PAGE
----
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Pharmaceuticals 2018, 11(1), 17; doi:10.3390/ph11010017

Review
Interactions Between Epilepsy and Plasticity
1
Cellular Neurobiology Laboratory, Cell and Molecular Biology Department, CUCBA, University of Guadalajara, 45220 Zapopan, Jalisco, Mexico
2
Neurotransmission Biology Laboratory, Cell and Molecular Biology Department, CUCBA, University of Guadalajara, 45220 Zapopan, Jalisco, Mexico
3
Development and Neural Regeneration Laboratory, Cell and Molecular Biology Department, CUCBA, University of Guadalajara, 45220 Zapopan, Jalisco, Mexico
*
Correspondence: [email protected] (J.J.J.-B.); [email protected] (C.B.-Z.); Tel./Fax: +52-33-37771191 (J.J.J.-B. & C.B.-Z.)
Deceased, 2 August 2017.
Received: 24 November 2017 / Accepted: 6 February 2018 / Published: 7 February 2018

Abstract

:
Undoubtedly, one of the most interesting topics in the field of neuroscience is the ability of the central nervous system to respond to different stimuli (normal or pathological) by modifying its structure and function, either transiently or permanently, by generating neural cells and new connections in a process known as neuroplasticity. According to the large amount of evidence reported in the literature, many stimuli, such as environmental pressures, changes in the internal dynamic steady state of the organism and even injuries or illnesses (e.g., epilepsy) may induce neuroplasticity. Epilepsy and neuroplasticity seem to be closely related, as the two processes could positively affect one another. Thus, in this review, we analysed some neuroplastic changes triggered in the hippocampus in response to seizure-induced neuronal damage and how these changes could lead to the establishment of temporal lobe epilepsy, the most common type of focal human epilepsy.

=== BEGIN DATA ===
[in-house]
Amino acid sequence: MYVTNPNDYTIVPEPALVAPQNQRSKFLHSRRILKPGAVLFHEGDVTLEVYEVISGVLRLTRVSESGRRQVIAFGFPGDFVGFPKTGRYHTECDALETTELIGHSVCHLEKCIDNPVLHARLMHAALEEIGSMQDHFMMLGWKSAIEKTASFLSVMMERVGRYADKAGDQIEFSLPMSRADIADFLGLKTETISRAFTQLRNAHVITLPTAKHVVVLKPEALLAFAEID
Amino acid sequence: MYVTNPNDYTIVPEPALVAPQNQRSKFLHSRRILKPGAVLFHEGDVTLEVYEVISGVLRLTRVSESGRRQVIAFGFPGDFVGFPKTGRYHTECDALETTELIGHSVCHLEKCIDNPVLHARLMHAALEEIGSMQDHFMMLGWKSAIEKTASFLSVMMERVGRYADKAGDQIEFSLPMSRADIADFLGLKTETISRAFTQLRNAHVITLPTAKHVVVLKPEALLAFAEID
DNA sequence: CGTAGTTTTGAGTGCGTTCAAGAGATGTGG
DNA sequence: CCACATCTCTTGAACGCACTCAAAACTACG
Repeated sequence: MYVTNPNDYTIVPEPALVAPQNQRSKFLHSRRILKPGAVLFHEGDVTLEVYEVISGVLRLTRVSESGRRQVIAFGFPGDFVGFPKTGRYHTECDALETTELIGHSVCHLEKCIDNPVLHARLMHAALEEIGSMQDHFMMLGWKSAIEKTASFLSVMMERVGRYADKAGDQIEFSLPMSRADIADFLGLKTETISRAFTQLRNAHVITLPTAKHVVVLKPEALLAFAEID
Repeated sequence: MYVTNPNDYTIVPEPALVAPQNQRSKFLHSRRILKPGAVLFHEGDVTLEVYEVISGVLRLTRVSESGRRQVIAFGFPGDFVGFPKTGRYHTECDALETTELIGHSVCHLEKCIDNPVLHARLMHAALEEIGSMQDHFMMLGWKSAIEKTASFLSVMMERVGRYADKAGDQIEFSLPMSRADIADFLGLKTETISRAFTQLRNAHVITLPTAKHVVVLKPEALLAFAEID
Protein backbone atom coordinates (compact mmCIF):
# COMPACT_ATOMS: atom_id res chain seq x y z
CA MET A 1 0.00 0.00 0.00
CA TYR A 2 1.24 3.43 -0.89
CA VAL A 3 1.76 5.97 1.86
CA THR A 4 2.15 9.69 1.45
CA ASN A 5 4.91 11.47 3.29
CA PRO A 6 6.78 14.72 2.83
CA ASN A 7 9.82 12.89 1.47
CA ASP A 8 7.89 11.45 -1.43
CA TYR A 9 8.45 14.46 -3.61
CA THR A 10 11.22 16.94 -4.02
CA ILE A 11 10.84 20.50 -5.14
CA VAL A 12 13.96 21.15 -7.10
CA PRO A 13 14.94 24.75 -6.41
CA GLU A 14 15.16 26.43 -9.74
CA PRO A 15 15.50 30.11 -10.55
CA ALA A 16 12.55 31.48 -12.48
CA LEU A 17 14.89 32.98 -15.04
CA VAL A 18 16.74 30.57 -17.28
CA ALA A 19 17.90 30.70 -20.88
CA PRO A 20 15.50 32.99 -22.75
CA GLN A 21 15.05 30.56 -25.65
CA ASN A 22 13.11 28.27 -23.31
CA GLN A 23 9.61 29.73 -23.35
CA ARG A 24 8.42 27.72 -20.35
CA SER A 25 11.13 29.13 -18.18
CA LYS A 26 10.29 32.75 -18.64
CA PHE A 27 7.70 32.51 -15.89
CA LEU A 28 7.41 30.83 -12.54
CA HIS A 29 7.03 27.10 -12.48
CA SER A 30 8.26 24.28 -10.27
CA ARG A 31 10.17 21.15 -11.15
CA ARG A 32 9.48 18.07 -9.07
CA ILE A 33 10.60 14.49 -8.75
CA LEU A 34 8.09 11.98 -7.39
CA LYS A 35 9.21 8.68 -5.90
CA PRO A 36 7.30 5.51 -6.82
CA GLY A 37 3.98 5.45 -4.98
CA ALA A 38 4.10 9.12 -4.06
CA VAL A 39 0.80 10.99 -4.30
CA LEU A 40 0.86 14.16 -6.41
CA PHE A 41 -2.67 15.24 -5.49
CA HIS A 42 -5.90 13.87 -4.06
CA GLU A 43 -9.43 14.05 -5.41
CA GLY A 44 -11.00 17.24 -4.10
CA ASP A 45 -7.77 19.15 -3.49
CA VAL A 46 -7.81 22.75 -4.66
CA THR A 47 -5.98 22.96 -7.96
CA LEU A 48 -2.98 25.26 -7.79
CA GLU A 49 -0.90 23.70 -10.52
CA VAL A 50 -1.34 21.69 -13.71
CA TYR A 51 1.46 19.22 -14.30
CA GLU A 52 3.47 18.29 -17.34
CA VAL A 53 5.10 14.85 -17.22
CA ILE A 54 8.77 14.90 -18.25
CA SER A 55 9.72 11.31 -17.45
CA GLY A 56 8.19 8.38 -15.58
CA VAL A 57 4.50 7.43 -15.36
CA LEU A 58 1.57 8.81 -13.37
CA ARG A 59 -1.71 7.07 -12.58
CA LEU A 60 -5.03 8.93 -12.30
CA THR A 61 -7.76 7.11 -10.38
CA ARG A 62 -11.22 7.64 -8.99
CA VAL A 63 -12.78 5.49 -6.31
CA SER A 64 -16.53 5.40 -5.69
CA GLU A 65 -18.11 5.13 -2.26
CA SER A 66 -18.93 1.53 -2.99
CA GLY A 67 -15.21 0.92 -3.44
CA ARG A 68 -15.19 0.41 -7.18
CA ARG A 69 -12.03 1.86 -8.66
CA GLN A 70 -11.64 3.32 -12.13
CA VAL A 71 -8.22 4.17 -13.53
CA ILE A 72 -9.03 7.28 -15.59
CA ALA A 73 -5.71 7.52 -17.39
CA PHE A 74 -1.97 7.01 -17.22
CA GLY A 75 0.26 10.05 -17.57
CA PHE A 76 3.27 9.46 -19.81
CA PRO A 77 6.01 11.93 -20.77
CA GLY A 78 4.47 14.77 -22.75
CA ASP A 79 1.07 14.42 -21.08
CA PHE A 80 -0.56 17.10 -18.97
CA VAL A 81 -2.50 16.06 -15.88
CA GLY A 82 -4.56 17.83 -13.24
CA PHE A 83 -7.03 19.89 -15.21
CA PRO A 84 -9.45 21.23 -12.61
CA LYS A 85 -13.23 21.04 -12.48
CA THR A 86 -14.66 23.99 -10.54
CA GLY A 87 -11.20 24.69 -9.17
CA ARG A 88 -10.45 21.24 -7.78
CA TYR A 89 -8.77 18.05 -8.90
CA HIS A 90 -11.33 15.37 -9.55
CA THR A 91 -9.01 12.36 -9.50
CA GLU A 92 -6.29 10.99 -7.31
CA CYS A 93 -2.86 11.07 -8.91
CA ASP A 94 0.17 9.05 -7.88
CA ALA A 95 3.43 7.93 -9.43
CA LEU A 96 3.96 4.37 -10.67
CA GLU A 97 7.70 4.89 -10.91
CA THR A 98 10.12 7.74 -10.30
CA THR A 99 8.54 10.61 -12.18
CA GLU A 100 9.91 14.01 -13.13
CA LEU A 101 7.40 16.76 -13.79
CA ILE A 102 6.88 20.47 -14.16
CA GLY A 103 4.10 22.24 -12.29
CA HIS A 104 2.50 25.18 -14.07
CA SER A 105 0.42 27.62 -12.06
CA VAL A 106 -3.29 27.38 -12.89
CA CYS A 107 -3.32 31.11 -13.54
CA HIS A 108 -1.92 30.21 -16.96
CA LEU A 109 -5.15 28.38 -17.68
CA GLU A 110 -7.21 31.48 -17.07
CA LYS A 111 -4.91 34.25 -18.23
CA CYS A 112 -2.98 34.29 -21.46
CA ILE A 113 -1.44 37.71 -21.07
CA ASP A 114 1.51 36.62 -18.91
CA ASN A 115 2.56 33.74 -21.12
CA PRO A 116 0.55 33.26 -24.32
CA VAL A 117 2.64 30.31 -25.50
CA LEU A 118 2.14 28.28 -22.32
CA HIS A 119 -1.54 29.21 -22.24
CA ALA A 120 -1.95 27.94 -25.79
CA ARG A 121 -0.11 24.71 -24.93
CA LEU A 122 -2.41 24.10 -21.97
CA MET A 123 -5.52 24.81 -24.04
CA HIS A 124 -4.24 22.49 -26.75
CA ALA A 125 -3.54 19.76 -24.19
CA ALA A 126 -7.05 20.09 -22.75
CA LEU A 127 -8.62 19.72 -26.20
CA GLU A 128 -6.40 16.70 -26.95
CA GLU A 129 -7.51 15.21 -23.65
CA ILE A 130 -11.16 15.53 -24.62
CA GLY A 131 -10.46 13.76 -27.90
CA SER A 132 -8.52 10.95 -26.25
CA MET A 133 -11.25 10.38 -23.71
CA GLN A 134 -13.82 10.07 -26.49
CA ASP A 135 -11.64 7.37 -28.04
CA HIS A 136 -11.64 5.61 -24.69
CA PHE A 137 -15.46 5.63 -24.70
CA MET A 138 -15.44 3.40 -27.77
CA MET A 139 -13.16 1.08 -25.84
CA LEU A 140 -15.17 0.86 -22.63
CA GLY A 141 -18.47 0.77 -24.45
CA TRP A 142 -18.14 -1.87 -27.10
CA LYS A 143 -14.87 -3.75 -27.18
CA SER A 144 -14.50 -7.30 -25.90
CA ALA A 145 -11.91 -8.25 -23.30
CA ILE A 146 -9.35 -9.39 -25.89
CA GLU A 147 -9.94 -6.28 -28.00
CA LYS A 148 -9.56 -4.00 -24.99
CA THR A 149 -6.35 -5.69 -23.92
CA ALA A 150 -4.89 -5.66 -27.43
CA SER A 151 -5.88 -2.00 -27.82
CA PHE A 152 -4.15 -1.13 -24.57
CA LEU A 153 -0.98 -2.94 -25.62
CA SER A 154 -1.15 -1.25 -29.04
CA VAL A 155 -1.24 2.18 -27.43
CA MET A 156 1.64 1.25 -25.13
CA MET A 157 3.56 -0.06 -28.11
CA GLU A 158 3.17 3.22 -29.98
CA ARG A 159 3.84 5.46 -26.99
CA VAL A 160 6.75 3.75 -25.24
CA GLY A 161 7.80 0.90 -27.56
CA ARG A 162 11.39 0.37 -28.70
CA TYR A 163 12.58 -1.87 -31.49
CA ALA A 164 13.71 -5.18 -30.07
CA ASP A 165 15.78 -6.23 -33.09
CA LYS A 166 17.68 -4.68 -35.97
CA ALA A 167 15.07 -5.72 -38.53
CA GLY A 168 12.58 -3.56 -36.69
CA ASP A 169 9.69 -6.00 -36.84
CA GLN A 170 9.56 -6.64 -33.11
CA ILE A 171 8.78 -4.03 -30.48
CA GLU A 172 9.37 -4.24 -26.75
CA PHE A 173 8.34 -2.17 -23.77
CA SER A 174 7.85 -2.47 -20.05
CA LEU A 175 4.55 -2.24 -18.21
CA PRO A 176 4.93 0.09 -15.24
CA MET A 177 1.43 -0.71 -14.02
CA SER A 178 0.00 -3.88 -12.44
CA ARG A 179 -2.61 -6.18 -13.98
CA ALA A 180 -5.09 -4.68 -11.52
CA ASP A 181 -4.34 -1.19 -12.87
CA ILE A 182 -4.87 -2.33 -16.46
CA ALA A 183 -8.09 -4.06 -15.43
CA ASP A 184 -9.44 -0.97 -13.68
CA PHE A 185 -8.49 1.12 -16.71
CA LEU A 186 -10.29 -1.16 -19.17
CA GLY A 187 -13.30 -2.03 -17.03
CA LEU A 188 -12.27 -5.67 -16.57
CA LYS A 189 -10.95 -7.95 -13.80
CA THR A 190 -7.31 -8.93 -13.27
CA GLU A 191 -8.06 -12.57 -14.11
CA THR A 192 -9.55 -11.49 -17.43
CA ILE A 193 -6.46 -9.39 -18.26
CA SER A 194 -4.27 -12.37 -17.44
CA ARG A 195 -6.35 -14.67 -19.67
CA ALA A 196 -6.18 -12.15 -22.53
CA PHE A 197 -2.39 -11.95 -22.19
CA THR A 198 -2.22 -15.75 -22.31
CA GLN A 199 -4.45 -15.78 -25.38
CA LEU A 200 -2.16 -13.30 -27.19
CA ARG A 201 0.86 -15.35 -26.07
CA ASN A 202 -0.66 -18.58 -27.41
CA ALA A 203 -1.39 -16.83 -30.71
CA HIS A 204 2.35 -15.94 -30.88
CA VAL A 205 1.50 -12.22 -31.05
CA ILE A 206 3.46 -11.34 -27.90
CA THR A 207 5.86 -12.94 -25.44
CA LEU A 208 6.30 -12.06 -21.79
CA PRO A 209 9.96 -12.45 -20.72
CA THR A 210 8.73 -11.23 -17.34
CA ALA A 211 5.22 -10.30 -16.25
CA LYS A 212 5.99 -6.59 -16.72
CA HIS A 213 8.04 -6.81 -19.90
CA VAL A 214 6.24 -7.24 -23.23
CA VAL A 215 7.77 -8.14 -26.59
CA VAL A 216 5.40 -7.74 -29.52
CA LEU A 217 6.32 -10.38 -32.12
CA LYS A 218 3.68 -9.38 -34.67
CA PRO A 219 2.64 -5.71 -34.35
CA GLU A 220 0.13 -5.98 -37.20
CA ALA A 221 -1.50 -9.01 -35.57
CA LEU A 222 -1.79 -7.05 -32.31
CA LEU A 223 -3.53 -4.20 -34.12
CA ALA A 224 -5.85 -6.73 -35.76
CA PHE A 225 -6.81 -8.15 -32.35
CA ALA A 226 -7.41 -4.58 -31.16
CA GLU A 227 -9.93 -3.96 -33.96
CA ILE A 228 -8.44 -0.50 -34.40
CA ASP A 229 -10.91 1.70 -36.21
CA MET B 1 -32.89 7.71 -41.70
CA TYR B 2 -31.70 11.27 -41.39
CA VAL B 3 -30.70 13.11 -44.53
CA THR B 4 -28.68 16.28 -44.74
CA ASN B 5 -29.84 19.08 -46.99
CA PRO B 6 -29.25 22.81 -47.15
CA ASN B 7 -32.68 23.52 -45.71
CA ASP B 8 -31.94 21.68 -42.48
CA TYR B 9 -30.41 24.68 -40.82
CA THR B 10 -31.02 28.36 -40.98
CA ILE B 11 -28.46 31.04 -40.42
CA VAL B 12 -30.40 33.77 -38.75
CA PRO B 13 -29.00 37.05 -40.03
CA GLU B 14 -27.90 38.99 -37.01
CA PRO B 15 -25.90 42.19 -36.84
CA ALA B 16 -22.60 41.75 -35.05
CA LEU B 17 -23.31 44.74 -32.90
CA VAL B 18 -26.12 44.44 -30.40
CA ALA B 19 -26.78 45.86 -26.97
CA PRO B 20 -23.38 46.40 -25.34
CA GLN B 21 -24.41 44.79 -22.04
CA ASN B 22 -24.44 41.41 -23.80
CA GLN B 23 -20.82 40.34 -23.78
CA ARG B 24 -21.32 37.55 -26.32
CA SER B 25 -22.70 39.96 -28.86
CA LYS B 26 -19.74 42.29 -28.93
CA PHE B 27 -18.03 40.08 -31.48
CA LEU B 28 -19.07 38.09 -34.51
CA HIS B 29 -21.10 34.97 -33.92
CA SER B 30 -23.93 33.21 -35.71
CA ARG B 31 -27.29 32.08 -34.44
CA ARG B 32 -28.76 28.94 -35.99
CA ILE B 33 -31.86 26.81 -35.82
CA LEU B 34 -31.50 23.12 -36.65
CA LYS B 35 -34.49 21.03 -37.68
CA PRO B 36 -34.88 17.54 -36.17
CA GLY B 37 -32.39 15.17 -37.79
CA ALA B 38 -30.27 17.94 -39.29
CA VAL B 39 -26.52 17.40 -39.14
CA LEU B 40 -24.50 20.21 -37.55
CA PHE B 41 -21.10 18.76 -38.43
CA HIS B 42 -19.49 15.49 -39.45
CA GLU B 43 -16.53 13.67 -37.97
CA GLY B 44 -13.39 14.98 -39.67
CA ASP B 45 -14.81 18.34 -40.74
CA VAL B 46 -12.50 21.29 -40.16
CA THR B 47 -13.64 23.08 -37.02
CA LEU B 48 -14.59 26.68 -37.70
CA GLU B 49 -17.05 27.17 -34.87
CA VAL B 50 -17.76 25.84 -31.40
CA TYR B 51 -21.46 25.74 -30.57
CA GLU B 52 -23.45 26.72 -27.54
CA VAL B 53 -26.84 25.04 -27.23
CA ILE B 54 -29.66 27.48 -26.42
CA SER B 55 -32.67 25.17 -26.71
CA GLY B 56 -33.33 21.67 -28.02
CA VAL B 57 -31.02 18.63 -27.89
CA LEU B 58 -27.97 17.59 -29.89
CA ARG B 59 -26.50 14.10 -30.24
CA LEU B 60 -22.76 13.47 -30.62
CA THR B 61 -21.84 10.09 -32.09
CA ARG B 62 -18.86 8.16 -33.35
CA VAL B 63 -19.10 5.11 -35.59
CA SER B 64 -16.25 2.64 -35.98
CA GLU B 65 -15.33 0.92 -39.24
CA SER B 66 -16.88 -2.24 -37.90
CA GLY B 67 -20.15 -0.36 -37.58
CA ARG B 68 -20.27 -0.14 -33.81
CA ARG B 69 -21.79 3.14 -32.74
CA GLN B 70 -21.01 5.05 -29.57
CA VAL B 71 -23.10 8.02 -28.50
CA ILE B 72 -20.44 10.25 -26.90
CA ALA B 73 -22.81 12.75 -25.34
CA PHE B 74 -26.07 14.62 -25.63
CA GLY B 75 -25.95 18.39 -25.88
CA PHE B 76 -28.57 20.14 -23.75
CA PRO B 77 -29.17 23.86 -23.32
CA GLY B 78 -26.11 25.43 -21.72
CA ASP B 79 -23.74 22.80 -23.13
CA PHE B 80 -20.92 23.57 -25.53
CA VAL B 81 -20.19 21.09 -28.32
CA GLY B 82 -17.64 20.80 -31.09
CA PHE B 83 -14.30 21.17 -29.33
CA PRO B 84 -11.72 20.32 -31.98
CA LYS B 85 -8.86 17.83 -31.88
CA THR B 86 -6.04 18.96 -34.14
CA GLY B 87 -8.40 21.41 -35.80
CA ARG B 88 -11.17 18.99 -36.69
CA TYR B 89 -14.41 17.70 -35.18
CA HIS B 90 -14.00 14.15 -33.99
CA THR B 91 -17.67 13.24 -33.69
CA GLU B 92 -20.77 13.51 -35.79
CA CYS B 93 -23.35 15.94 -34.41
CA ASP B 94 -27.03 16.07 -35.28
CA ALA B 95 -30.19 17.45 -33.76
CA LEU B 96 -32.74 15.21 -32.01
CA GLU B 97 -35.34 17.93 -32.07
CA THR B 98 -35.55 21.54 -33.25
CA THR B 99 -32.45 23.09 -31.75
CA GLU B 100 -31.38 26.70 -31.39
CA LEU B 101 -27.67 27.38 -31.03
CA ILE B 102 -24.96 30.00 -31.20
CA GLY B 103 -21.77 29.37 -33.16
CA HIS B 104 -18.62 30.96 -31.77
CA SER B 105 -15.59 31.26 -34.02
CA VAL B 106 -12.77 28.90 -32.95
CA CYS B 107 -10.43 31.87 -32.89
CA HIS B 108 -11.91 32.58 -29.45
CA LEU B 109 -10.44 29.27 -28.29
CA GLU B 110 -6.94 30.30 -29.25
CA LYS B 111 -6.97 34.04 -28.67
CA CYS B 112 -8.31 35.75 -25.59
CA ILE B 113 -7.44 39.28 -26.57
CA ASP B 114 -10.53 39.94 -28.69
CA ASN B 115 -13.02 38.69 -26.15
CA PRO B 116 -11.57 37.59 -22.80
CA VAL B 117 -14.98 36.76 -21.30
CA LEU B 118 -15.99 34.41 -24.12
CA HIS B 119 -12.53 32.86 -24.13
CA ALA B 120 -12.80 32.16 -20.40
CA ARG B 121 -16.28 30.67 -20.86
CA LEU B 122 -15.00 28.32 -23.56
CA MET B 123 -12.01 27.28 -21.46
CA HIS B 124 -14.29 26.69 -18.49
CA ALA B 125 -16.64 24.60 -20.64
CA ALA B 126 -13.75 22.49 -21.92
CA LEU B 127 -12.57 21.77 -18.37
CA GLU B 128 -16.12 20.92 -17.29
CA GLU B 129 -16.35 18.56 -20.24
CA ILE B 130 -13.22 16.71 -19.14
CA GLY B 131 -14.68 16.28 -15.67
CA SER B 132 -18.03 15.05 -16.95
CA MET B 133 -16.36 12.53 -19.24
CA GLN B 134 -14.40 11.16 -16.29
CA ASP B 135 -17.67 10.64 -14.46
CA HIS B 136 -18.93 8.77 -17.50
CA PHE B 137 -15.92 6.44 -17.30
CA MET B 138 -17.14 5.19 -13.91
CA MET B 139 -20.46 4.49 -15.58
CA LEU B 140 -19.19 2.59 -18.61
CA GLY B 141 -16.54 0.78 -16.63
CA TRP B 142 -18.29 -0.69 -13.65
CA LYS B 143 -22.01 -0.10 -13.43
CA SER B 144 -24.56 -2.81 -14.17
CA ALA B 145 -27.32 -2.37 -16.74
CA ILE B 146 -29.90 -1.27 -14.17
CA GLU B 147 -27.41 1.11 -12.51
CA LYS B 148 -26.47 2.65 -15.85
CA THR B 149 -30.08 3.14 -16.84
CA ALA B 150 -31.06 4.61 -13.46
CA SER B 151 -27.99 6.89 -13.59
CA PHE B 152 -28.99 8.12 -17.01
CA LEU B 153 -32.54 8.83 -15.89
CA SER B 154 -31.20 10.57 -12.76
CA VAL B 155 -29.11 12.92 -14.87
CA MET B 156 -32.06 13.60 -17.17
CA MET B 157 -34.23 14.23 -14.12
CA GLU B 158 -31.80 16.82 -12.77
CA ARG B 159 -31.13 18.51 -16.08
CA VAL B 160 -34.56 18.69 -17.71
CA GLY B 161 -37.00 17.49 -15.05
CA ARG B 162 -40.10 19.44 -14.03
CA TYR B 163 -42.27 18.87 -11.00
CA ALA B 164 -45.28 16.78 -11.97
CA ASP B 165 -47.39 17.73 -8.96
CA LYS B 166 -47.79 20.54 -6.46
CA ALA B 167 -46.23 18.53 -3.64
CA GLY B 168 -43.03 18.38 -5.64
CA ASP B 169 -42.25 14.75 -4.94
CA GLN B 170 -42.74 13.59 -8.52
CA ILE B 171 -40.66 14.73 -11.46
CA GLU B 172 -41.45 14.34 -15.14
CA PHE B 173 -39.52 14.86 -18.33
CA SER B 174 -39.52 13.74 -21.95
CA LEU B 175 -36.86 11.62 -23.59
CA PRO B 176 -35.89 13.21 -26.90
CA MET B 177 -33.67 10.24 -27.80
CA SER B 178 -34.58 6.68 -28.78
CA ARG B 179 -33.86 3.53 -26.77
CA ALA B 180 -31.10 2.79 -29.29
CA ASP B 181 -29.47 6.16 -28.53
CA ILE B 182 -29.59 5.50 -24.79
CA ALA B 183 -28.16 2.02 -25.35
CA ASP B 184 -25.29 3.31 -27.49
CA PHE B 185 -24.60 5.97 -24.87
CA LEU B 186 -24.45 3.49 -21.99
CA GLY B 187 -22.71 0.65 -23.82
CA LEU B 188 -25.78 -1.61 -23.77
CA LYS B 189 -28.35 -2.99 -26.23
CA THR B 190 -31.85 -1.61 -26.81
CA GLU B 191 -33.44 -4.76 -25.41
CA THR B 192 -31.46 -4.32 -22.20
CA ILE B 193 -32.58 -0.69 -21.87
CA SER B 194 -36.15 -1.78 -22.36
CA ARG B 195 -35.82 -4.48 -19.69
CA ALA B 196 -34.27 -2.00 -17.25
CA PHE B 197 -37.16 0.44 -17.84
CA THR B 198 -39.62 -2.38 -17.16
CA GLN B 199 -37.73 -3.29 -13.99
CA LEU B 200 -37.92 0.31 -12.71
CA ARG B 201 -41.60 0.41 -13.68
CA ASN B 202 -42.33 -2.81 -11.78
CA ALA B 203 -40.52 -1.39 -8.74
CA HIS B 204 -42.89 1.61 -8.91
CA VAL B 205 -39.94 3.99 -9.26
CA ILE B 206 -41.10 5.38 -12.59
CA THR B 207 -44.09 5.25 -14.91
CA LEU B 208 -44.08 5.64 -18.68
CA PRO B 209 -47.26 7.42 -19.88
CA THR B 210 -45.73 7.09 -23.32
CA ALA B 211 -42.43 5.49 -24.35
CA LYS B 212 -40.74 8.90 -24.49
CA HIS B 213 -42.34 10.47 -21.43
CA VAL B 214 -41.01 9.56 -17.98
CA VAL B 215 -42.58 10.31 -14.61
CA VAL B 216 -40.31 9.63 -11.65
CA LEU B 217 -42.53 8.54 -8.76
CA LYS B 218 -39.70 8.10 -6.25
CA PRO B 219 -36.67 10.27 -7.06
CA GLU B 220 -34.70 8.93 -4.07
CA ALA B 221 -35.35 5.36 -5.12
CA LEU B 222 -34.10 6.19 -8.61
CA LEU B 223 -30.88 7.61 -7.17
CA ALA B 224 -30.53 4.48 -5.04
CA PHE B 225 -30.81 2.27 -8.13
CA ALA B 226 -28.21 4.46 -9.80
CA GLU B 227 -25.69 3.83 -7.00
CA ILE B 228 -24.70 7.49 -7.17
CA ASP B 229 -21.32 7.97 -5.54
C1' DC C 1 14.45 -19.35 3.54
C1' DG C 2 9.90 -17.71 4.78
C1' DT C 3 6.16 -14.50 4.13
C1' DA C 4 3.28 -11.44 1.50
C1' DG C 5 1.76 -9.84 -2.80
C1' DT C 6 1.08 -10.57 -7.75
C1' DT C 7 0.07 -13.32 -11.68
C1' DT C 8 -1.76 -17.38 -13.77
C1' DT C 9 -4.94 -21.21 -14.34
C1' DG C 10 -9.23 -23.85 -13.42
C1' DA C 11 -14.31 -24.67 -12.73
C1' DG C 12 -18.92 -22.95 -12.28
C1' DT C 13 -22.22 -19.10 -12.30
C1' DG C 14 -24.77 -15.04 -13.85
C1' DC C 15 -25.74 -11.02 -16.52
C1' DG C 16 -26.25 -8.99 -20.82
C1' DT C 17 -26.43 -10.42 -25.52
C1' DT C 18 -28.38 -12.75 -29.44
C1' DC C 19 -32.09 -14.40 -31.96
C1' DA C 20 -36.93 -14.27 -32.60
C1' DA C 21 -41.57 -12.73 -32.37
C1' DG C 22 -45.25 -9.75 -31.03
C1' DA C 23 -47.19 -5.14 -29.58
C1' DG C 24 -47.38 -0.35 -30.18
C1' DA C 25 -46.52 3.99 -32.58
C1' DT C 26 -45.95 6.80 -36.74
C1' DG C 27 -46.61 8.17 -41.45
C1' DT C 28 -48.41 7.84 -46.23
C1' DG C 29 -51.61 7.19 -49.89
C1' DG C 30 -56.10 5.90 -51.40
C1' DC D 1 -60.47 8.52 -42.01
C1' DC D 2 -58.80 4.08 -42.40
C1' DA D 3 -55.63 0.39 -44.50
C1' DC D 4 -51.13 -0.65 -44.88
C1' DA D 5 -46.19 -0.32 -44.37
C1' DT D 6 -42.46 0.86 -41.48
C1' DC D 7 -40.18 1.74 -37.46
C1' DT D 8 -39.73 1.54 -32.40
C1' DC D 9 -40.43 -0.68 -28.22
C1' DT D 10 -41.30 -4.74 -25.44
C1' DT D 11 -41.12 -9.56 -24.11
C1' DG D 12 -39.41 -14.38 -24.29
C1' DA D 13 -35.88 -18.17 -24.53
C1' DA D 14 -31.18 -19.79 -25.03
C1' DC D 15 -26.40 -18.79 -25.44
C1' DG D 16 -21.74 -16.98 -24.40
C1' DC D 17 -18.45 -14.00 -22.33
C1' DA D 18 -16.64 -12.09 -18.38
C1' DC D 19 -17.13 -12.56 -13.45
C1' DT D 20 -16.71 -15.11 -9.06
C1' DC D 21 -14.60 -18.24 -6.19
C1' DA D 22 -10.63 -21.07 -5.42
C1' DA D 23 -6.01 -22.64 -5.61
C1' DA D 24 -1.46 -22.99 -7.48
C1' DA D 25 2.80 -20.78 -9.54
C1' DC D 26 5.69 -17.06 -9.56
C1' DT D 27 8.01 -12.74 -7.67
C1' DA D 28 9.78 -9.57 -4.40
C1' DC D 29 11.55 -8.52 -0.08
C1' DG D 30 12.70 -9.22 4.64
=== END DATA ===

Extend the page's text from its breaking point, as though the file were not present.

Keywords:
seizures; hippocampus; granular cells; plasticity; epilepsy

1. Introduction

The human central nervous system (CNS) is composed of multiple neuronal communication networks, which are closely regulated by their interactions with non-neuronal cells (glial and endothelial cells) [1]. One of the multiple attributes of the CNS is the ability to restructure itself in response to both physiological and pathological stimuli, through a process known as neuroplasticity, which is determined by cell and molecular mechanisms that modify the structure, density, and functionality of synaptic connections. In general, neuroplastic changes include the following: (a) increments in the efficacy of synaptic transmission in pre-existing synapses; (b) induction of new synaptic connections and reordering of pre-existing contacts; and (c) improvement of the ability of neurons to become excited. These changes were considered for a long time as an exclusive event of early developmental postnatal stages that are mainly stimulated as a subjacent process to learning and memory [2], an ability that was supposed to disappear with the ageing [3,4]. However, after several investigations, it was demonstrated that neuroplasticity is as follows: (1) a continuous process of remodelling neuronal circuitries; (2) it can occur at any life stage in response to different stimuli including brain damage; and (3) it comprises short-, medium- and long-time events that could last from minutes to years. In this sense, it must be considered that even the adult brain conserves the ability to generate neuroplastic responses, and they are lesser than those observed in early developmental stages [5]. In addition, in the adulthood, this process usually emerges as an adaptive and compensatory response to cerebral damage, among other processes [6,7]. Therefore, identifying the mechanisms implied in neuroplasticity is critically needed to improve our understanding of several physiological and pathological processes that occur in the CNS.